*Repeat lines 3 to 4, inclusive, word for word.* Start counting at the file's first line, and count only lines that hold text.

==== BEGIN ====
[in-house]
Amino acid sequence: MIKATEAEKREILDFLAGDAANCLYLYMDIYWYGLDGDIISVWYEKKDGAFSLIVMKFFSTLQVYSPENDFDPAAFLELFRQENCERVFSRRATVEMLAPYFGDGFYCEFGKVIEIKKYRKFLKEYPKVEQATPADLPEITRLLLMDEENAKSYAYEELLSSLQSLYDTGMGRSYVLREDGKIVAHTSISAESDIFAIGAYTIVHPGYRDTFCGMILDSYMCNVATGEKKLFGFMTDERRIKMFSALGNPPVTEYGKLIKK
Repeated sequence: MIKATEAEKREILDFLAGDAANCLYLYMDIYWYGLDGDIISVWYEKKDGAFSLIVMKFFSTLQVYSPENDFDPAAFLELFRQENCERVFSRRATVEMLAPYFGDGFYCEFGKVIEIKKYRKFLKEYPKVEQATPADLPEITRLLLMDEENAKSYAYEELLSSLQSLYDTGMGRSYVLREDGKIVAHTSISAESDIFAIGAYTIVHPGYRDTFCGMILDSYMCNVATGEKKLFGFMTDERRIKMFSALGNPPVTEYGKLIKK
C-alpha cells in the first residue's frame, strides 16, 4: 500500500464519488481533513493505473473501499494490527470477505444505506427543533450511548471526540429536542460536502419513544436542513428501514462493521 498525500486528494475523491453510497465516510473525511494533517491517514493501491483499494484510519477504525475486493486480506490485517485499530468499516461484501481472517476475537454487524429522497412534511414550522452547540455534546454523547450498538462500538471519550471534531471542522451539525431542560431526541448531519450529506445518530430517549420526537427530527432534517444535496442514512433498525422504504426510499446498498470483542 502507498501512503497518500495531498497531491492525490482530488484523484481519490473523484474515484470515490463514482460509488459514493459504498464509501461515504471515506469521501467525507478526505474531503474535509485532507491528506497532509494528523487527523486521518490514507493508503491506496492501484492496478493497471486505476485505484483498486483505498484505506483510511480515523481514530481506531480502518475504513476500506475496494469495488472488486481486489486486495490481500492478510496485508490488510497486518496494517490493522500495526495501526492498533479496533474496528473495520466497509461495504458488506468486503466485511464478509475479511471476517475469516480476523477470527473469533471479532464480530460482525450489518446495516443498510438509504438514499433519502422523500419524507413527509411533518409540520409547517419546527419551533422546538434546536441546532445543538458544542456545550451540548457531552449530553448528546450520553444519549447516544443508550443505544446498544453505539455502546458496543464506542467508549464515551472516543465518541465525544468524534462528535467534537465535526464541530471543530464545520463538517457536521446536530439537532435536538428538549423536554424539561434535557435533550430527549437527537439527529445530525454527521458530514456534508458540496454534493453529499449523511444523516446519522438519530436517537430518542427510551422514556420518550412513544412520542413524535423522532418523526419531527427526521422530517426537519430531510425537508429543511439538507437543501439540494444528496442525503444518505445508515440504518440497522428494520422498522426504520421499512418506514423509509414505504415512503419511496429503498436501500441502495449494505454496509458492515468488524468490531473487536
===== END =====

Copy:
Repeated sequence: MIKATEAEKREILDFLAGDAANCLYLYMDIYWYGLDGDIISVWYEKKDGAFSLIVMKFFSTLQVYSPENDFDPAAFLELFRQENCERVFSRRATVEMLAPYFGDGFYCEFGKVIEIKKYRKFLKEYPKVEQATPADLPEITRLLLMDEENAKSYAYEELLSSLQSLYDTGMGRSYVLREDGKIVAHTSISAESDIFAIGAYTIVHPGYRDTFCGMILDSYMCNVATGEKKLFGFMTDERRIKMFSALGNPPVTEYGKLIKK
C-alpha cells in the first residue's frame, strides 16, 4: 500500500464519488481533513493505473473501499494490527470477505444505506427543533450511548471526540429536542460536502419513544436542513428501514462493521 498525500486528494475523491453510497465516510473525511494533517491517514493501491483499494484510519477504525475486493486480506490485517485499530468499516461484501481472517476475537454487524429522497412534511414550522452547540455534546454523547450498538462500538471519550471534531471542522451539525431542560431526541448531519450529506445518530430517549420526537427530527432534517444535496442514512433498525422504504426510499446498498470483542 502507498501512503497518500495531498497531491492525490482530488484523484481519490473523484474515484470515490463514482460509488459514493459504498464509501461515504471515506469521501467525507478526505474531503474535509485532507491528506497532509494528523487527523486521518490514507493508503491506496492501484492496478493497471486505476485505484483498486483505498484505506483510511480515523481514530481506531480502518475504513476500506475496494469495488472488486481486489486486495490481500492478510496485508490488510497486518496494517490493522500495526495501526492498533479496533474496528473495520466497509461495504458488506468486503466485511464478509475479511471476517475469516480476523477470527473469533471479532464480530460482525450489518446495516443498510438509504438514499433519502422523500419524507413527509411533518409540520409547517419546527419551533422546538434546536441546532445543538458544542456545550451540548457531552449530553448528546450520553444519549447516544443508550443505544446498544453505539455502546458496543464506542467508549464515551472516543465518541465525544468524534462528535467534537465535526464541530471543530464545520463538517457536521446536530439537532435536538428538549423536554424539561434535557435533550430527549437527537439527529445530525454527521458530514456534508458540496454534493453529499449523511444523516446519522438519530436517537430518542427510551422514556420518550412513544412520542413524535423522532418523526419531527427526521422530517426537519430531510425537508429543511439538507437543501439540494444528496442525503444518505445508515440504518440497522428494520422498522426504520421499512418506514423509509414505504415512503419511496429503498436501500441502495449494505454496509458492515468488524468490531473487536